He also digged the superiority of Hangeul and defined Hangeul as ‘the finest alphabet in the world’ after the comparison of Hangeul with 200 other alphabets over the globe. He eventually concluded on Hangeul as saying, “Korean alphabet scarcely has its equal in the world for the simplicity and phonetic power.” Dr. Hulbert also explored the background of the creation of Hangeul and labelled King Sejong who invented and publicized Hangeul in 1446, as the most shining leader for the enlightenment of the suffering people who are using Chinese characters which is one of the hardest characters to learn. He wrote many articles about the superiority of Hangeul and contributed an article titled <The Korean Language> to <New York Tribune> in 1889 where he introduced real Koran alphabet shapes. Most importantly he implored Koreans to use Korean alphabet stopping using Chinese charater which is so difficult to learn and to use. With his obstinate insistence for the use of Hangeul, Koreans, especially noble classes, were awakened to use Hangeul gradually and grammar of Korean alphabet became systemized.

Dr. Hulbert also studied the origin and characteristics of Korean language and appreciated the value of it by concluding that “In this respect Korean language surpasses English as a medium for public speaking.”

He, with the power of Korean language ability, naturally became closely acquainted with King Gojong through which he later served three times as secret envoy of the Korean Emperor(Gojong became the Emperor in 1897 with the foundation of new Empire called Daehan), which is unprecedented in Korean history.

Europe part of <SaMinPilJi>

Homer Hulbert’s article <The Korean Language> contributed to <New York Tribune> in 1889. This is the first article ever written on the Korean language.

Homer Hulbert’s article contributed to <Smithsonian Institute Annual Report> in 1903 where he insisted that Korean surpasses English.

Arirang with musical scores Hulbert made up

Modernizer of ‘Arirang’, the Most Famous Korean Folk Song

Dr. Hulbert phenomenally contributed to the advancement of Korean music. Korean music have been sung and inherited down through generations without having western style musical scores. But just listening to, Homer Hulbert made up musical scores to Korean folk songs, opening new era of Korean music. He, in 1896, wrote an article titled <Korean Vocal Music>, where he highly spoke of Koreans with musical talents saying, “Koreans become poets like William Wordsworth when they sing, and they are master of the improvisation.” In this article Hulbert, for the first time in Korean history, made up musical scores on 아리랑Arirang, an ace-high folk song even today, and also recorded lyrics. He said in the article that Arirang will be the lasting song for Koreans, which turned out true today.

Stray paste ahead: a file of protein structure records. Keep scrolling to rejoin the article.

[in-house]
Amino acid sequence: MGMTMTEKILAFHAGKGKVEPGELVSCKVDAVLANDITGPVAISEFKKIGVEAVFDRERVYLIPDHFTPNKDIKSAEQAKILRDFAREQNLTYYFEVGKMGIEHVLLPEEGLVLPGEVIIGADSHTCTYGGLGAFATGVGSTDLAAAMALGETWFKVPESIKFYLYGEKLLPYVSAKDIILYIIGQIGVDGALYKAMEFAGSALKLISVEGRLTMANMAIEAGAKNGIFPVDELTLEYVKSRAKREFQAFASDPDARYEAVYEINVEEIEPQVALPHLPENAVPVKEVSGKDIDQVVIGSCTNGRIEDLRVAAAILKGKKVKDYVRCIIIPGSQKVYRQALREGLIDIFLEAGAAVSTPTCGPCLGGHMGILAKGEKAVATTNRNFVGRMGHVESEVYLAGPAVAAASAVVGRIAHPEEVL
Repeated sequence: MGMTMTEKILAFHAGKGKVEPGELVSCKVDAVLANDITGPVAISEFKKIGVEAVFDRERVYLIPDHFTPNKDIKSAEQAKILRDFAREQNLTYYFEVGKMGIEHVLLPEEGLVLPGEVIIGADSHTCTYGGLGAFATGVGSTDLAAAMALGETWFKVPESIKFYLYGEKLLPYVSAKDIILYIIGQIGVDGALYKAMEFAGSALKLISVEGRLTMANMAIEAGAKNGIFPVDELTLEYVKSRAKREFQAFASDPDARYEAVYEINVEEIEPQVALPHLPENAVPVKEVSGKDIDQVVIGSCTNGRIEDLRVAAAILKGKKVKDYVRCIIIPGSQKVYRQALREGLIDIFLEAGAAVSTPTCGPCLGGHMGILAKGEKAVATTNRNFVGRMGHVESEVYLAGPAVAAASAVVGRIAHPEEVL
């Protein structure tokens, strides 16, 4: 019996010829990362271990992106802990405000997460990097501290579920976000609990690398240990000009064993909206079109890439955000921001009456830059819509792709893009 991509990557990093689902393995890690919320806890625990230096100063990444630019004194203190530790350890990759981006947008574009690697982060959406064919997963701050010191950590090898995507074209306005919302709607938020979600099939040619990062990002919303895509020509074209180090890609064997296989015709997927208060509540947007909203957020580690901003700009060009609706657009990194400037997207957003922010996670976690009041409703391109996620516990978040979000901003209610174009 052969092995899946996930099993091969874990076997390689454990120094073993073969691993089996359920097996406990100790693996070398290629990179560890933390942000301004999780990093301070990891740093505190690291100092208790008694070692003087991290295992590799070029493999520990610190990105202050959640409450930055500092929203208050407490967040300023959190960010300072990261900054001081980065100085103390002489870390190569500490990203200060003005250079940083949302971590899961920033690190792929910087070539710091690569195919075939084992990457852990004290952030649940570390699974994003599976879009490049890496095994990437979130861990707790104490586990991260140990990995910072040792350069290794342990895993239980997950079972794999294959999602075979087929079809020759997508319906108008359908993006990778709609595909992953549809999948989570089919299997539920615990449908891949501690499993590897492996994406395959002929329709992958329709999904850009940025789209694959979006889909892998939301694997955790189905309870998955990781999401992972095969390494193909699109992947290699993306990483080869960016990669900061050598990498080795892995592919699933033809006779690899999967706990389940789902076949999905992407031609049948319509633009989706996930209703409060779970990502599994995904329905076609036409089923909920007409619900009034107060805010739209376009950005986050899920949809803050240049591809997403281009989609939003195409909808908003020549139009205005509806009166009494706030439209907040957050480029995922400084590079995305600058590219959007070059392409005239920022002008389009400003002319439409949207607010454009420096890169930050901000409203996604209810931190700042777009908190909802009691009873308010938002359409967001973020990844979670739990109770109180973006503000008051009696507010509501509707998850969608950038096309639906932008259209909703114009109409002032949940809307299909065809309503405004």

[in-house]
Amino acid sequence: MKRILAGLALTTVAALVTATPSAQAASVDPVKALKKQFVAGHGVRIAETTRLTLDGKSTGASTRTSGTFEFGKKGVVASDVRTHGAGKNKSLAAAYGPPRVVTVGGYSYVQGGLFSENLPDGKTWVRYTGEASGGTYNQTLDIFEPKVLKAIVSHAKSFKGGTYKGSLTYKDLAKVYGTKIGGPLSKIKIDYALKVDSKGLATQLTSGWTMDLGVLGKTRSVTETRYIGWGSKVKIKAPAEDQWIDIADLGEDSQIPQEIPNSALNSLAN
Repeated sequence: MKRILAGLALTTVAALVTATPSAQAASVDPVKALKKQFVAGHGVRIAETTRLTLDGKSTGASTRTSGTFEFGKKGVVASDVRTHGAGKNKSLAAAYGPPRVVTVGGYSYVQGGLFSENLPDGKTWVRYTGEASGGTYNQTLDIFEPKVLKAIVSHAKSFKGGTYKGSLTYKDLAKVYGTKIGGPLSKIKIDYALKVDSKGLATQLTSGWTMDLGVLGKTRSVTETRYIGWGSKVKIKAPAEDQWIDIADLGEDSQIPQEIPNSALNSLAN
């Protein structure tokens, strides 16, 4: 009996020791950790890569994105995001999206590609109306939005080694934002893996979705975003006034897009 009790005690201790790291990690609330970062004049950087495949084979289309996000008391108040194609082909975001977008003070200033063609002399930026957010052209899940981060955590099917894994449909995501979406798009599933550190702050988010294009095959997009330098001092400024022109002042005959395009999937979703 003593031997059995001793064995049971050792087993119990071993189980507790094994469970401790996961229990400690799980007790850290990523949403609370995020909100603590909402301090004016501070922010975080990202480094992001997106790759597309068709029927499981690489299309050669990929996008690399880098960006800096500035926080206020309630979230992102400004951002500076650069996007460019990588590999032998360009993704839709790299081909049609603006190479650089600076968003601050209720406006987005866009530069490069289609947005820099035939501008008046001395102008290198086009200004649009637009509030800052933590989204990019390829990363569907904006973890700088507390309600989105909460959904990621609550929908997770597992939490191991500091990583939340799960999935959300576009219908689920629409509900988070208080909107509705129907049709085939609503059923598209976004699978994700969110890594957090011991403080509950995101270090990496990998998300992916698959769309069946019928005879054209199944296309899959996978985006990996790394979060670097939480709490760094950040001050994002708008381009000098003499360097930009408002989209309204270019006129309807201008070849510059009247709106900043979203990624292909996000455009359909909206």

Pioneer of Korean Studies

Dr. Hulbert also excavated Korean history, culture, literature, arts, etc. in depth and discovered the ethnic brilliance of Korean people. He wrote numerous articles on Korea and contributed to scholarly journals. Most importantly he, for the first time in history, wrote a comprehensive Korean history from ancient Dangun times to modern times. He, after 15 year study of Korean history, published <The History of Korea>, 800 paged two volume book, in 1905. Dr. Hulbert insisted in the book that none of Korean dynasties were established at the intervention of foreign countries, that Koreans have so maintained unique history that their culture is on their own. And the next year he wrote another masterpiece <The Passing of Korea>, which covers all Korean cultures and literature, arts, music, etc. Dr. Hulbert, in this book, revealed full story of the background of unlawful Eulsa Protectorate Treaty between Korea and Japan signed on Nov. 17, 1905 at the Japanese sword pointing on Korean ministers. He also strongly blamed America for their support of Japan for this treaty in violation of Korea-U. S. Treaty agreed in 1882 where U. S. is to support Korea if Korea is intervened coercively by third country.